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Global quieting of high-frequency seismic noise due to COVID-19 pandemic lockdown measures

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Science  11 Sep 2020:
Vol. 369, Issue 6509, pp. 1338-1343
DOI: 10.1126/science.abd2438

The great seismic quiet period

Noise from trains, airplanes, industrial processes, and other sources is recorded on seismometers worldwide. Disentangling this noise is important for extracting out natural signals, but the noise can also roughly track population movements. Lecocq et al. compiled seismic observations around the world and found a substantial decrease in noise resulting from lockdown measures imposed in response to the coronavirus disease 2019 pandemic (see the Perspective by Denolle and Nissen-Meyer). These observations tightly correspond to when the measures went into effect and offer a way to track aggregate behavior. This quiet period also offers the chance to extract anthropogenic sources of noise from those of natural processes.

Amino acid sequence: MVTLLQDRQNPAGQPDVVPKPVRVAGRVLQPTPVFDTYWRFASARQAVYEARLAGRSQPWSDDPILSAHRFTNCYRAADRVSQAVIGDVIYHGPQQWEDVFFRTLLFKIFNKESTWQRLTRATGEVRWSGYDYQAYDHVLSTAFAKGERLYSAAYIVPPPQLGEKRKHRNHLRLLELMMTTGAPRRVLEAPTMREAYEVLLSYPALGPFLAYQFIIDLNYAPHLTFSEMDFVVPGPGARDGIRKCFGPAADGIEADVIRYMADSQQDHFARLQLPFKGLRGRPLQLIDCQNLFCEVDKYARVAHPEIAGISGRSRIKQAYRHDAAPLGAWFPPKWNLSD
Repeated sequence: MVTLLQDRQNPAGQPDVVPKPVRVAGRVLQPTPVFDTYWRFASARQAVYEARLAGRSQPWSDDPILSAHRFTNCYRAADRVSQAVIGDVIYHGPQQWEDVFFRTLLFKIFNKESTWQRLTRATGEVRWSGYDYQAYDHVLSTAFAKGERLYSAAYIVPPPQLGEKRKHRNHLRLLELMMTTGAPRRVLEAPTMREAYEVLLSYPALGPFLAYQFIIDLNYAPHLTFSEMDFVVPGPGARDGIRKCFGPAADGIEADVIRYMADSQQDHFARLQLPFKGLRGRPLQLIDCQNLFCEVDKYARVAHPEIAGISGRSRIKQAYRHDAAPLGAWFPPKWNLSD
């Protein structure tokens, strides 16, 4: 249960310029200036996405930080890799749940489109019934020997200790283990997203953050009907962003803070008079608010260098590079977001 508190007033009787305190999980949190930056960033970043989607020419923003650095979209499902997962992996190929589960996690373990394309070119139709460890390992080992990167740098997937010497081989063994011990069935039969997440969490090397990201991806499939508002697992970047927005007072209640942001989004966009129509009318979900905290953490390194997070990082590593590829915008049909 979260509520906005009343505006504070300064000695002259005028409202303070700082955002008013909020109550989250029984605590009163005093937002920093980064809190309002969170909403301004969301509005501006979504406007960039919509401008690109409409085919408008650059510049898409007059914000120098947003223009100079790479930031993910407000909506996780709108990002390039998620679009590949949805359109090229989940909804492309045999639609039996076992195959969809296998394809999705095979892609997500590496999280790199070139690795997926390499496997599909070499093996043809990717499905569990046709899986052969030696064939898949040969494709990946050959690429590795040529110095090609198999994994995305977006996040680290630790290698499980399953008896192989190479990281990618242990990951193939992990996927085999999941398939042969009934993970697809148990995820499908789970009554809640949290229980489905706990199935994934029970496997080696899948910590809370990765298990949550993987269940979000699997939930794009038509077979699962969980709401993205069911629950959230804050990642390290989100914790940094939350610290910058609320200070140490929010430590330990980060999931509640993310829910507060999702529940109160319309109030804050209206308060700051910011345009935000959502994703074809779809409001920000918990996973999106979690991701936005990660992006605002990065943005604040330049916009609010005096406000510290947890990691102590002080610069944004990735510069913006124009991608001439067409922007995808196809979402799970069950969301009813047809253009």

Science, this issue p. 1338; see also p. 1299

Abstract

Human activity causes vibrations that propagate into the ground as high-frequency seismic waves. Measures to mitigate the coronavirus disease 2019 (COVID-19) pandemic caused widespread changes in human activity, leading to a months-long reduction in seismic noise of up to 50%. The 2020 seismic noise quiet period is the longest and most prominent global anthropogenic seismic noise reduction on record. Although the reduction is strongest at surface seismometers in populated areas, this seismic quiescence extends for many kilometers radially and hundreds of meters in depth. This quiet period provides an opportunity to detect subtle signals from subsurface seismic sources that would have been concealed in noisier times and to benchmark sources of anthropogenic noise. A strong correlation between seismic noise and independent measurements of human mobility suggests that seismology provides an absolute, real-time estimate of human activities.

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